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The Durham News reports that the Durham school board voted yesterday to join Guilford County in a lawsuit challenging the new teacher contract system and the dissolution of teacher tenure, also known as career status:

Durham school board Chairwoman Heidi Carter and vice chairwoman Minnie Forte-Brown both said the the law, the Excellent Public Schools Act, is disrespectful and could hurt public education.

“I’d like for our public to know that in November, when we found that this was considered to be law, we thought it to be ludicrous that a teacher would be asked to give up career status for $500 a year – which equates to $50 a month, which equates to $2.50 a day,” Forte-Brown said. “So I am so proud to be a member of the Durham Public Schools Board of Education, that we are standing for what our constitution says is right.”

State Sen. Mike Woodard attended Wednesday’s meeting.

“I am very proud of the board today,” he said. “I think we need to send a clear message to Gov. McCrory and the legislative branch.”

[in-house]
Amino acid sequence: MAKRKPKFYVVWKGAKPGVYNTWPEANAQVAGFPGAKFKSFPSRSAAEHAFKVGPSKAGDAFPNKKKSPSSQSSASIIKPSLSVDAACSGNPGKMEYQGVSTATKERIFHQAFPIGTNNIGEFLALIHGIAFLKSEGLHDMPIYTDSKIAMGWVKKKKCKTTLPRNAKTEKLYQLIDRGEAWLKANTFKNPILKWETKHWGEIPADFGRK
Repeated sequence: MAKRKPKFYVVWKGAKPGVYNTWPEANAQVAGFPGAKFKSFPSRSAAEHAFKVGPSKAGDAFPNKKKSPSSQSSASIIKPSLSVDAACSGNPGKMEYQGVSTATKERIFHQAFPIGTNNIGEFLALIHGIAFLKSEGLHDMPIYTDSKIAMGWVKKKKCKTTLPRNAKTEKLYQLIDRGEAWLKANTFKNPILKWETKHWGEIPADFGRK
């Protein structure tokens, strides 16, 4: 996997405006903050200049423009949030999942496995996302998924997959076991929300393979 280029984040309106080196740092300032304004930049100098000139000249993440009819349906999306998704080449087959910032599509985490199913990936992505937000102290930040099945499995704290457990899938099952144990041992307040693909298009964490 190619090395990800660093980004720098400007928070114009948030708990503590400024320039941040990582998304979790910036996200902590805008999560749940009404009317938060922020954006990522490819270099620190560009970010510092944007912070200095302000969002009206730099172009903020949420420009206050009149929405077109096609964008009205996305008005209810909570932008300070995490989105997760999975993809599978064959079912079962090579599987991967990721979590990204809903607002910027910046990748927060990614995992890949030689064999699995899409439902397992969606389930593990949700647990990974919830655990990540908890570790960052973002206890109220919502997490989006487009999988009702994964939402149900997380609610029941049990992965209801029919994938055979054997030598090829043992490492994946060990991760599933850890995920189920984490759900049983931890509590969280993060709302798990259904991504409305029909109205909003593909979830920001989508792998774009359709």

The law, enacted last summer, scraps teacher tenure for all by 2018 — a move promoted by lawmakers as a way to more easily get rid of bad teachers.

This fall, the top 25% of teachers who are tenured can accept 4-year contracts worth $500/year if they are willing to give up their tenure early. This piece of the law, say proponents, rewards good teachers with a pay bump.

Opponents of the law say the teacher contract system could discourage collaboration among teachers as they fight for meager wage increases, and the elimination of tenure subjects teachers to the whims of the local school board’s politics and makes the profession even less attractive to educators.